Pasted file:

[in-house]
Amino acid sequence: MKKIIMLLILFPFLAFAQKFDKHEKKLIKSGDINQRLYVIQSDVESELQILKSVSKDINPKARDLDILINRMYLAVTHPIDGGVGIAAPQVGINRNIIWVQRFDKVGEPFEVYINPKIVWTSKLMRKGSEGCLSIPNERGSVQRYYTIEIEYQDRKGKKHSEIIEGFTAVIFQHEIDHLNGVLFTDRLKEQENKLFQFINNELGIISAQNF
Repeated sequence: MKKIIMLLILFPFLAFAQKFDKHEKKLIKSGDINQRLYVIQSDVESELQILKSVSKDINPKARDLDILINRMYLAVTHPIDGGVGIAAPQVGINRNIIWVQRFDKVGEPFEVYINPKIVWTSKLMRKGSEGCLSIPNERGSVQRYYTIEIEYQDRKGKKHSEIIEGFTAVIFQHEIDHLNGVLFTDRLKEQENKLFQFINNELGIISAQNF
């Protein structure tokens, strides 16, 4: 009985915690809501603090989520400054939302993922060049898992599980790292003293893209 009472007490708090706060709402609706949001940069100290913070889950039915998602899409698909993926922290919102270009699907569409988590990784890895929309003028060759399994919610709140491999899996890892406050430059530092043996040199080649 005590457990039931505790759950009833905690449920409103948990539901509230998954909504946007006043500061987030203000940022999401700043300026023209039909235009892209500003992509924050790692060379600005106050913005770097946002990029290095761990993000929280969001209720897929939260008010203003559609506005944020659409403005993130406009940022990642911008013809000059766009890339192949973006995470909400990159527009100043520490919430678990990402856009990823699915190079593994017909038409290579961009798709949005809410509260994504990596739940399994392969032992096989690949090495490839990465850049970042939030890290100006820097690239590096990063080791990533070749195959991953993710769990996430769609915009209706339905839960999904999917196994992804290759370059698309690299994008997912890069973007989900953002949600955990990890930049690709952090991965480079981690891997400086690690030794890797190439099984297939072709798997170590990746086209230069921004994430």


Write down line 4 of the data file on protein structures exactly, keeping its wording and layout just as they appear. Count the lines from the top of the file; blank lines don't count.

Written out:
């Protein structure tokens, strides 16, 4: 009985915690809501603090989520400054939302993922060049898992599980790292003293893209 009472007490708090706060709402609706949001940069100290913070889950039915998602899409698909993926922290919102270009699907569409988590990784890895929309003028060759399994919610709140491999899996890892406050430059530092043996040199080649 005590457990039931505790759950009833905690449920409103948990539901509230998954909504946007006043500061987030203000940022999401700043300026023209039909235009892209500003992509924050790692060379600005106050913005770097946002990029290095761990993000929280969001209720897929939260008010203003559609506005944020659409403005993130406009940022990642911008013809000059766009890339192949973006995470909400990159527009100043520490919430678990990402856009990823699915190079593994017909038409290579961009798709949005809410509260994504990596739940399994392969032992096989690949090495490839990465850049970042939030890290100006820097690239590096990063080791990533070749195959991953993710769990996430769609915009209706339905839960999904999917196994992804290759370059698309690299994008997912890069973007989900953002949600955990990890930049690709952090991965480079981690891997400086690690030794890797190439099984297939072709798997170590990746086209230069921004994430």